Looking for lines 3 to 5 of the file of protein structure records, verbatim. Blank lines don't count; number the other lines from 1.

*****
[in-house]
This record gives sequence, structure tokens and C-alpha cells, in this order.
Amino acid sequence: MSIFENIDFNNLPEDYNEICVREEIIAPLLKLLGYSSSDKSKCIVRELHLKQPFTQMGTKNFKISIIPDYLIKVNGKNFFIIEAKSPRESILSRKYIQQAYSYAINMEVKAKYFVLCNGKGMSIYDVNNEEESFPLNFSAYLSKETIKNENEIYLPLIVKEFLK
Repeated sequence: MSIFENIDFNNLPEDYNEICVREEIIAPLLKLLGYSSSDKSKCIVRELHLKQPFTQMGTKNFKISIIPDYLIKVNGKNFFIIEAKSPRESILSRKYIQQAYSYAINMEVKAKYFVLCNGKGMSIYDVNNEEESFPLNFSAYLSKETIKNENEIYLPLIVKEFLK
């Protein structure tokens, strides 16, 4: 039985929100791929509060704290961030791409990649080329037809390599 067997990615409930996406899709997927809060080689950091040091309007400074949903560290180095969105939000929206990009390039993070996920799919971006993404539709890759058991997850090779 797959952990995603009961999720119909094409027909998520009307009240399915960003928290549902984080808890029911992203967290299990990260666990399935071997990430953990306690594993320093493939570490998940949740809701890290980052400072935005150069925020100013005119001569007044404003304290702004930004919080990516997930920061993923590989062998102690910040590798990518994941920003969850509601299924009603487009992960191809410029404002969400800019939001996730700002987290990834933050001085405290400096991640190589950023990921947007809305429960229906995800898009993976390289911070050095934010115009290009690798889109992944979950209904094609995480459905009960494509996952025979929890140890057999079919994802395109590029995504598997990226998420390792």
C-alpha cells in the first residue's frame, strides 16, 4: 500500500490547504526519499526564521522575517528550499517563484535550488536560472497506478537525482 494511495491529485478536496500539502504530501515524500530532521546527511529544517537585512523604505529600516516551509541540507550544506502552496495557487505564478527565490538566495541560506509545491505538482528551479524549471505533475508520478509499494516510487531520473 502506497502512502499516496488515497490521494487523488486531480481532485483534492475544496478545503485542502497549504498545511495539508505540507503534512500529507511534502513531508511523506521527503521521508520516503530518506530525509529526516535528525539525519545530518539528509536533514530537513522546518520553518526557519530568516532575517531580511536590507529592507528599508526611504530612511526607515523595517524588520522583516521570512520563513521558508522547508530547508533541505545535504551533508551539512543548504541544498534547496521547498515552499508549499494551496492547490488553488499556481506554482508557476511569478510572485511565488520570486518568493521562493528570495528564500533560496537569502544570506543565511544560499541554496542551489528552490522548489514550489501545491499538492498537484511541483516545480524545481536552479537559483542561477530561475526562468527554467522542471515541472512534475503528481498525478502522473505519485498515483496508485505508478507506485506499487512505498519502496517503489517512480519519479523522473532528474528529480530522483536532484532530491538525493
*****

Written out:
Amino acid sequence: MSIFENIDFNNLPEDYNEICVREEIIAPLLKLLGYSSSDKSKCIVRELHLKQPFTQMGTKNFKISIIPDYLIKVNGKNFFIIEAKSPRESILSRKYIQQAYSYAINMEVKAKYFVLCNGKGMSIYDVNNEEESFPLNFSAYLSKETIKNENEIYLPLIVKEFLK
Repeated sequence: MSIFENIDFNNLPEDYNEICVREEIIAPLLKLLGYSSSDKSKCIVRELHLKQPFTQMGTKNFKISIIPDYLIKVNGKNFFIIEAKSPRESILSRKYIQQAYSYAINMEVKAKYFVLCNGKGMSIYDVNNEEESFPLNFSAYLSKETIKNENEIYLPLIVKEFLK
């Protein structure tokens, strides 16, 4: 039985929100791929509060704290961030791409990649080329037809390599 067997990615409930996406899709997927809060080689950091040091309007400074949903560290180095969105939000929206990009390039993070996920799919971006993404539709890759058991997850090779 797959952990995603009961999720119909094409027909998520009307009240399915960003928290549902984080808890029911992203967290299990990260666990399935071997990430953990306690594993320093493939570490998940949740809701890290980052400072935005150069925020100013005119001569007044404003304290702004930004919080990516997930920061993923590989062998102690910040590798990518994941920003969850509601299924009603487009992960191809410029404002969400800019939001996730700002987290990834933050001085405290400096991640190589950023990921947007809305429960229906995800898009993976390289911070050095934010115009290009690798889109992944979950209904094609995480459905009960494509996952025979929890140890057999079919994802395109590029995504598997990226998420390792």